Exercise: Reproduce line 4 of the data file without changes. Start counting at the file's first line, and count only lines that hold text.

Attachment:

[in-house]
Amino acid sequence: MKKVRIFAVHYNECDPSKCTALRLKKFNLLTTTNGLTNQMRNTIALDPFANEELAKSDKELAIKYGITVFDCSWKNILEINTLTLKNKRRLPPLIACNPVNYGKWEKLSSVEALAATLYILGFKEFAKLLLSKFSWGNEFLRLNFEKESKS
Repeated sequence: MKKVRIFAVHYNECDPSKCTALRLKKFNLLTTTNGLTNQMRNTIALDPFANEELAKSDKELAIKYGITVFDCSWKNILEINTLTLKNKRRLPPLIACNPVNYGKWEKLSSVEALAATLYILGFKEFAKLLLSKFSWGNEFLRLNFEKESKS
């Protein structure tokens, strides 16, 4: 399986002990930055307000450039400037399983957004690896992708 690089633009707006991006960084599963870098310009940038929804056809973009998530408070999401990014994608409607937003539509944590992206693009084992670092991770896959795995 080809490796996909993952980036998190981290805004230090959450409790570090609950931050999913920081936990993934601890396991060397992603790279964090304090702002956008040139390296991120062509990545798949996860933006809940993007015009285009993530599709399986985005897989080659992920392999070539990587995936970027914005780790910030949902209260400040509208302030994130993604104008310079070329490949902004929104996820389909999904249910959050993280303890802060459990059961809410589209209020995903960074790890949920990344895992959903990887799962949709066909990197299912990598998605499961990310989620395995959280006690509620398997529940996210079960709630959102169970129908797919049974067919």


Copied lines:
């Protein structure tokens, strides 16, 4: 399986002990930055307000450039400037399983957004690896992708 690089633009707006991006960084599963870098310009940038929804056809973009998530408070999401990014994608409607937003539509944590992206693009084992670092991770896959795995 080809490796996909993952980036998190981290805004230090959450409790570090609950931050999913920081936990993934601890396991060397992603790279964090304090702002956008040139390296991120062509990545798949996860933006809940993007015009285009993530599709399986985005897989080659992920392999070539990587995936970027914005780790910030949902209260400040509208302030994130993604104008310079070329490949902004929104996820389909999904249910959050993280303890802060459990059961809410589209209020995903960074790890949920990344895992959903990887799962949709066909990197299912990598998605499961990310989620395995959280006690509620398997529940996210079960709630959102169970129908797919049974067919």